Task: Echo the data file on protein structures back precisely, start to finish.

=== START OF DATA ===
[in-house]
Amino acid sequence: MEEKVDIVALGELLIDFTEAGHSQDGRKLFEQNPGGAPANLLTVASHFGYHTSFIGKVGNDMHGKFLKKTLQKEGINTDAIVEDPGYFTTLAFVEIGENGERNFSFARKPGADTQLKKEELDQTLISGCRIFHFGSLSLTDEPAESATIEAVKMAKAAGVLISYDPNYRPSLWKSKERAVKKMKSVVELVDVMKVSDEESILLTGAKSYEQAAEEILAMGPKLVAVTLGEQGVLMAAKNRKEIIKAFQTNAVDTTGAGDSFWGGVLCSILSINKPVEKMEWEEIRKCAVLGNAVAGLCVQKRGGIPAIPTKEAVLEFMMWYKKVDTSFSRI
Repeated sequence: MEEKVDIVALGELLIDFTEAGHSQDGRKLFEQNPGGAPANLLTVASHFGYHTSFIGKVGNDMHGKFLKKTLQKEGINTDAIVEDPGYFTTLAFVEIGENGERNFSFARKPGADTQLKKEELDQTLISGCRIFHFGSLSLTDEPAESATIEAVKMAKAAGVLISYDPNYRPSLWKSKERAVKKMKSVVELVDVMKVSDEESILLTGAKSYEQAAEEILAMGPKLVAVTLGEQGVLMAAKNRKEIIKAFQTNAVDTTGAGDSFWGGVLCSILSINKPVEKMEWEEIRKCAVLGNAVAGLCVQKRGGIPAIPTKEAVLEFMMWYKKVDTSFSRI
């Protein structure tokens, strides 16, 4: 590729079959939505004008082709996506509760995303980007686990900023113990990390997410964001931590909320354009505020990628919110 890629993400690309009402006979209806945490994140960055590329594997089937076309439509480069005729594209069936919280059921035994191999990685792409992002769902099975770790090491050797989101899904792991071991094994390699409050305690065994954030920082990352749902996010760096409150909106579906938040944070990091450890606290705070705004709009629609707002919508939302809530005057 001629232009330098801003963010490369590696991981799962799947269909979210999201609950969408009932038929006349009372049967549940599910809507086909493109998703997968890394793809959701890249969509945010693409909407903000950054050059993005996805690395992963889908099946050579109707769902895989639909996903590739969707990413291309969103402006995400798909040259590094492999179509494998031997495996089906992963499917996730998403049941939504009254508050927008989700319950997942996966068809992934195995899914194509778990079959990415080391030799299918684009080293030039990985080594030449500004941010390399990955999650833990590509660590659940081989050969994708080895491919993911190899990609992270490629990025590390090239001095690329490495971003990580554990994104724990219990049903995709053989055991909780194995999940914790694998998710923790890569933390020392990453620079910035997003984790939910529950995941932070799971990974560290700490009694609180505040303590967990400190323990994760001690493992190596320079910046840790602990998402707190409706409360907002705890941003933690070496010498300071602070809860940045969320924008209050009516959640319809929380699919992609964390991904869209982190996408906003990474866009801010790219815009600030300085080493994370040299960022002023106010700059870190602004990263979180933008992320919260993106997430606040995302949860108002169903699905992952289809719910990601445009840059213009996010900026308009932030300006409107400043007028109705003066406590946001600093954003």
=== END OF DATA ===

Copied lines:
[in-house]
Amino acid sequence: MEEKVDIVALGELLIDFTEAGHSQDGRKLFEQNPGGAPANLLTVASHFGYHTSFIGKVGNDMHGKFLKKTLQKEGINTDAIVEDPGYFTTLAFVEIGENGERNFSFARKPGADTQLKKEELDQTLISGCRIFHFGSLSLTDEPAESATIEAVKMAKAAGVLISYDPNYRPSLWKSKERAVKKMKSVVELVDVMKVSDEESILLTGAKSYEQAAEEILAMGPKLVAVTLGEQGVLMAAKNRKEIIKAFQTNAVDTTGAGDSFWGGVLCSILSINKPVEKMEWEEIRKCAVLGNAVAGLCVQKRGGIPAIPTKEAVLEFMMWYKKVDTSFSRI
Repeated sequence: MEEKVDIVALGELLIDFTEAGHSQDGRKLFEQNPGGAPANLLTVASHFGYHTSFIGKVGNDMHGKFLKKTLQKEGINTDAIVEDPGYFTTLAFVEIGENGERNFSFARKPGADTQLKKEELDQTLISGCRIFHFGSLSLTDEPAESATIEAVKMAKAAGVLISYDPNYRPSLWKSKERAVKKMKSVVELVDVMKVSDEESILLTGAKSYEQAAEEILAMGPKLVAVTLGEQGVLMAAKNRKEIIKAFQTNAVDTTGAGDSFWGGVLCSILSINKPVEKMEWEEIRKCAVLGNAVAGLCVQKRGGIPAIPTKEAVLEFMMWYKKVDTSFSRI
């Protein structure tokens, strides 16, 4: 590729079959939505004008082709996506509760995303980007686990900023113990990390997410964001931590909320354009505020990628919110 890629993400690309009402006979209806945490994140960055590329594997089937076309439509480069005729594209069936919280059921035994191999990685792409992002769902099975770790090491050797989101899904792991071991094994390699409050305690065994954030920082990352749902996010760096409150909106579906938040944070990091450890606290705070705004709009629609707002919508939302809530005057 001629232009330098801003963010490369590696991981799962799947269909979210999201609950969408009932038929006349009372049967549940599910809507086909493109998703997968890394793809959701890249969509945010693409909407903000950054050059993005996805690395992963889908099946050579109707769902895989639909996903590739969707990413291309969103402006995400798909040259590094492999179509494998031997495996089906992963499917996730998403049941939504009254508050927008989700319950997942996966068809992934195995899914194509778990079959990415080391030799299918684009080293030039990985080594030449500004941010390399990955999650833990590509660590659940081989050969994708080895491919993911190899990609992270490629990025590390090239001095690329490495971003990580554990994104724990219990049903995709053989055991909780194995999940914790694998998710923790890569933390020392990453620079910035997003984790939910529950995941932070799971990974560290700490009694609180505040303590967990400190323990994760001690493992190596320079910046840790602990998402707190409706409360907002705890941003933690070496010498300071602070809860940045969320924008209050009516959640319809929380699919992609964390991904869209982190996408906003990474866009801010790219815009600030300085080493994370040299960022002023106010700059870190602004990263979180933008992320919260993106997430606040995302949860108002169903699905992952289809719910990601445009840059213009996010900026308009932030300006409107400043007028109705003066406590946001600093954003």